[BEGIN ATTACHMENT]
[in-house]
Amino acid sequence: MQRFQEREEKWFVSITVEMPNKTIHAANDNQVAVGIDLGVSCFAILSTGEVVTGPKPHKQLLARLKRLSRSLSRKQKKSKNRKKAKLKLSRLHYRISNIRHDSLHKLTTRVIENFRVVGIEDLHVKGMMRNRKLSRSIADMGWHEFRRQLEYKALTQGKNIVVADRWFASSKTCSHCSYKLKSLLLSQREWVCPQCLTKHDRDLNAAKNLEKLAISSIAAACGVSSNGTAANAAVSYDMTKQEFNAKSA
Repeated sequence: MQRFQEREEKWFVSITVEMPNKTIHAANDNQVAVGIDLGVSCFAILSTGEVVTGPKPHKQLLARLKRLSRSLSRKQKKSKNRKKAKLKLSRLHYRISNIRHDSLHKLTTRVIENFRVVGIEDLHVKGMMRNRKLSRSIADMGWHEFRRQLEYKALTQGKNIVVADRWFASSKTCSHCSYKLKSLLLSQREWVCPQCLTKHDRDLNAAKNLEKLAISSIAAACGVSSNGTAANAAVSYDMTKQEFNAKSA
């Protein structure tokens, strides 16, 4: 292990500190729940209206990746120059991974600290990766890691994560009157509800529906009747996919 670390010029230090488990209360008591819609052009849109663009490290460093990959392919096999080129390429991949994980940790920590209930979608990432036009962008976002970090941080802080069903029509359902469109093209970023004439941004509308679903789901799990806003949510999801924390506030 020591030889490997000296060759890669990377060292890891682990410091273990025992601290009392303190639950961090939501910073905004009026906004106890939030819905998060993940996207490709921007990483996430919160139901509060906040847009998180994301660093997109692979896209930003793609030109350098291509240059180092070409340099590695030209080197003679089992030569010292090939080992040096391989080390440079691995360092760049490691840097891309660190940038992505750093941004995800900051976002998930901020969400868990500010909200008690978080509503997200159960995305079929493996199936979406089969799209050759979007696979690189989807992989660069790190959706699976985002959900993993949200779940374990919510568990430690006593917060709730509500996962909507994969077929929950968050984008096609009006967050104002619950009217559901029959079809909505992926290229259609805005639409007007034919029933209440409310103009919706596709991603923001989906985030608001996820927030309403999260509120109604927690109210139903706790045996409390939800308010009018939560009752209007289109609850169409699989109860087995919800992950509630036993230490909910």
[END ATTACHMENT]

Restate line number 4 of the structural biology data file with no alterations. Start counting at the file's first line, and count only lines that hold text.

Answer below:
């Protein structure tokens, strides 16, 4: 292990500190729940209206990746120059991974600290990766890691994560009157509800529906009747996919 670390010029230090488990209360008591819609052009849109663009490290460093990959392919096999080129390429991949994980940790920590209930979608990432036009962008976002970090941080802080069903029509359902469109093209970023004439941004509308679903789901799990806003949510999801924390506030 020591030889490997000296060759890669990377060292890891682990410091273990025992601290009392303190639950961090939501910073905004009026906004106890939030819905998060993940996207490709921007990483996430919160139901509060906040847009998180994301660093997109692979896209930003793609030109350098291509240059180092070409340099590695030209080197003679089992030569010292090939080992040096391989080390440079691995360092760049490691840097891309660190940038992505750093941004995800900051976002998930901020969400868990500010909200008690978080509503997200159960995305079929493996199936979406089969799209050759979007696979690189989807992989660069790190959706699976985002959900993993949200779940374990919510568990430690006593917060709730509500996962909507994969077929929950968050984008096609009006967050104002619950009217559901029959079809909505992926290229259609805005639409007007034919029933209440409310103009919706596709991603923001989906985030608001996820927030309403999260509120109604927690109210139903706790045996409390939800308010009018939560009752209007289109609850169409699989109860087995919800992950509630036993230490909910």